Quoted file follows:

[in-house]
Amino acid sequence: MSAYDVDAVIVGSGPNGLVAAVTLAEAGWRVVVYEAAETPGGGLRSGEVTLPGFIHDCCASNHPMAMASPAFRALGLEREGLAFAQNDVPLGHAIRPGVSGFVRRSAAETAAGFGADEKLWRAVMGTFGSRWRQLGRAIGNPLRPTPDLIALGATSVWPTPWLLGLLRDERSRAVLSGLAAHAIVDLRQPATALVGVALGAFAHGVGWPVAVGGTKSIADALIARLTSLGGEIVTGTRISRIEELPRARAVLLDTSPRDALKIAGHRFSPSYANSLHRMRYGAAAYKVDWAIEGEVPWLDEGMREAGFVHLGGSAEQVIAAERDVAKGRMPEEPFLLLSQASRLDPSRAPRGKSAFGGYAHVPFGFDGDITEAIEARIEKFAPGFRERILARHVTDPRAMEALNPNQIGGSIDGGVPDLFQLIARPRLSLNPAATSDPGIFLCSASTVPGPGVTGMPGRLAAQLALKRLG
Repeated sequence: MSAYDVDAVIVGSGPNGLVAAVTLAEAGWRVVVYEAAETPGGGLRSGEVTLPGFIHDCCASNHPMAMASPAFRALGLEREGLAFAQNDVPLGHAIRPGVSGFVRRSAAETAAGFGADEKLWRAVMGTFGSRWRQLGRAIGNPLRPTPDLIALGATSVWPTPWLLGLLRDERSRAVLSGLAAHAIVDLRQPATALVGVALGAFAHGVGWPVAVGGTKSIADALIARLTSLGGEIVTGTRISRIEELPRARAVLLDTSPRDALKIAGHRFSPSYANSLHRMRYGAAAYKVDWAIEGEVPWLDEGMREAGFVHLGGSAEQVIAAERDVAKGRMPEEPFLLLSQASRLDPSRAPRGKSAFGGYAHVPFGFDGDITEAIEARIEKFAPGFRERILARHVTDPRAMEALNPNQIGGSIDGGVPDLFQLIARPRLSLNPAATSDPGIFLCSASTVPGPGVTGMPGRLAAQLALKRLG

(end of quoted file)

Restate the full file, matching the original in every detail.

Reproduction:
[in-house]
Amino acid sequence: MSAYDVDAVIVGSGPNGLVAAVTLAEAGWRVVVYEAAETPGGGLRSGEVTLPGFIHDCCASNHPMAMASPAFRALGLEREGLAFAQNDVPLGHAIRPGVSGFVRRSAAETAAGFGADEKLWRAVMGTFGSRWRQLGRAIGNPLRPTPDLIALGATSVWPTPWLLGLLRDERSRAVLSGLAAHAIVDLRQPATALVGVALGAFAHGVGWPVAVGGTKSIADALIARLTSLGGEIVTGTRISRIEELPRARAVLLDTSPRDALKIAGHRFSPSYANSLHRMRYGAAAYKVDWAIEGEVPWLDEGMREAGFVHLGGSAEQVIAAERDVAKGRMPEEPFLLLSQASRLDPSRAPRGKSAFGGYAHVPFGFDGDITEAIEARIEKFAPGFRERILARHVTDPRAMEALNPNQIGGSIDGGVPDLFQLIARPRLSLNPAATSDPGIFLCSASTVPGPGVTGMPGRLAAQLALKRLG
Repeated sequence: MSAYDVDAVIVGSGPNGLVAAVTLAEAGWRVVVYEAAETPGGGLRSGEVTLPGFIHDCCASNHPMAMASPAFRALGLEREGLAFAQNDVPLGHAIRPGVSGFVRRSAAETAAGFGADEKLWRAVMGTFGSRWRQLGRAIGNPLRPTPDLIALGATSVWPTPWLLGLLRDERSRAVLSGLAAHAIVDLRQPATALVGVALGAFAHGVGWPVAVGGTKSIADALIARLTSLGGEIVTGTRISRIEELPRARAVLLDTSPRDALKIAGHRFSPSYANSLHRMRYGAAAYKVDWAIEGEVPWLDEGMREAGFVHLGGSAEQVIAAERDVAKGRMPEEPFLLLSQASRLDPSRAPRGKSAFGGYAHVPFGFDGDITEAIEARIEKFAPGFRERILARHVTDPRAMEALNPNQIGGSIDGGVPDLFQLIARPRLSLNPAATSDPGIFLCSASTVPGPGVTGMPGRLAAQLALKRLG